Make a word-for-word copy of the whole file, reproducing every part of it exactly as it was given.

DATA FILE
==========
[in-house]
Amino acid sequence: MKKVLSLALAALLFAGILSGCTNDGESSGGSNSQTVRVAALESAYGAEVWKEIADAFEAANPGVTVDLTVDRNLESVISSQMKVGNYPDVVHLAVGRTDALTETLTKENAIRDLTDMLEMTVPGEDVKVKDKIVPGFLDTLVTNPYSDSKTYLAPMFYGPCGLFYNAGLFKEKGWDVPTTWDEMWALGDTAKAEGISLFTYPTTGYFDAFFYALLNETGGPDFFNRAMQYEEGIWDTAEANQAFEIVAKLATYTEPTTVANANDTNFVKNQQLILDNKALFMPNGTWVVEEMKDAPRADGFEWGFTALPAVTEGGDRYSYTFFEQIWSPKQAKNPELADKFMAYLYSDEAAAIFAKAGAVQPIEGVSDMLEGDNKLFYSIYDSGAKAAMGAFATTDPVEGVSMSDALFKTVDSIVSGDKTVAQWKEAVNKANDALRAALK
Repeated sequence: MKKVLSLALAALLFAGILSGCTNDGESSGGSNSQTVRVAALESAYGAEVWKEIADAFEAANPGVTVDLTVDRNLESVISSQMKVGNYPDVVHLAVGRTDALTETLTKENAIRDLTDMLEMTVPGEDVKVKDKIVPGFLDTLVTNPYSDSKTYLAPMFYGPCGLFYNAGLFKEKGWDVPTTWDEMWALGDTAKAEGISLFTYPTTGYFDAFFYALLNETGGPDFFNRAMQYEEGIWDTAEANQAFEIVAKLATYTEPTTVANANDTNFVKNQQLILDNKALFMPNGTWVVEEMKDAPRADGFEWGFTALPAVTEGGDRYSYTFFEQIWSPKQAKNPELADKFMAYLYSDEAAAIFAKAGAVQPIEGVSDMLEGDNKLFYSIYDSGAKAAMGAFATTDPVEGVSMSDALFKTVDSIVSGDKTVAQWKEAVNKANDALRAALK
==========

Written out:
[in-house]
Amino acid sequence: MKKVLSLALAALLFAGILSGCTNDGESSGGSNSQTVRVAALESAYGAEVWKEIADAFEAANPGVTVDLTVDRNLESVISSQMKVGNYPDVVHLAVGRTDALTETLTKENAIRDLTDMLEMTVPGEDVKVKDKIVPGFLDTLVTNPYSDSKTYLAPMFYGPCGLFYNAGLFKEKGWDVPTTWDEMWALGDTAKAEGISLFTYPTTGYFDAFFYALLNETGGPDFFNRAMQYEEGIWDTAEANQAFEIVAKLATYTEPTTVANANDTNFVKNQQLILDNKALFMPNGTWVVEEMKDAPRADGFEWGFTALPAVTEGGDRYSYTFFEQIWSPKQAKNPELADKFMAYLYSDEAAAIFAKAGAVQPIEGVSDMLEGDNKLFYSIYDSGAKAAMGAFATTDPVEGVSMSDALFKTVDSIVSGDKTVAQWKEAVNKANDALRAALK
Repeated sequence: MKKVLSLALAALLFAGILSGCTNDGESSGGSNSQTVRVAALESAYGAEVWKEIADAFEAANPGVTVDLTVDRNLESVISSQMKVGNYPDVVHLAVGRTDALTETLTKENAIRDLTDMLEMTVPGEDVKVKDKIVPGFLDTLVTNPYSDSKTYLAPMFYGPCGLFYNAGLFKEKGWDVPTTWDEMWALGDTAKAEGISLFTYPTTGYFDAFFYALLNETGGPDFFNRAMQYEEGIWDTAEANQAFEIVAKLATYTEPTTVANANDTNFVKNQQLILDNKALFMPNGTWVVEEMKDAPRADGFEWGFTALPAVTEGGDRYSYTFFEQIWSPKQAKNPELADKFMAYLYSDEAAAIFAKAGAVQPIEGVSDMLEGDNKLFYSIYDSGAKAAMGAFATTDPVEGVSMSDALFKTVDSIVSGDKTVAQWKEAVNKANDALRAALK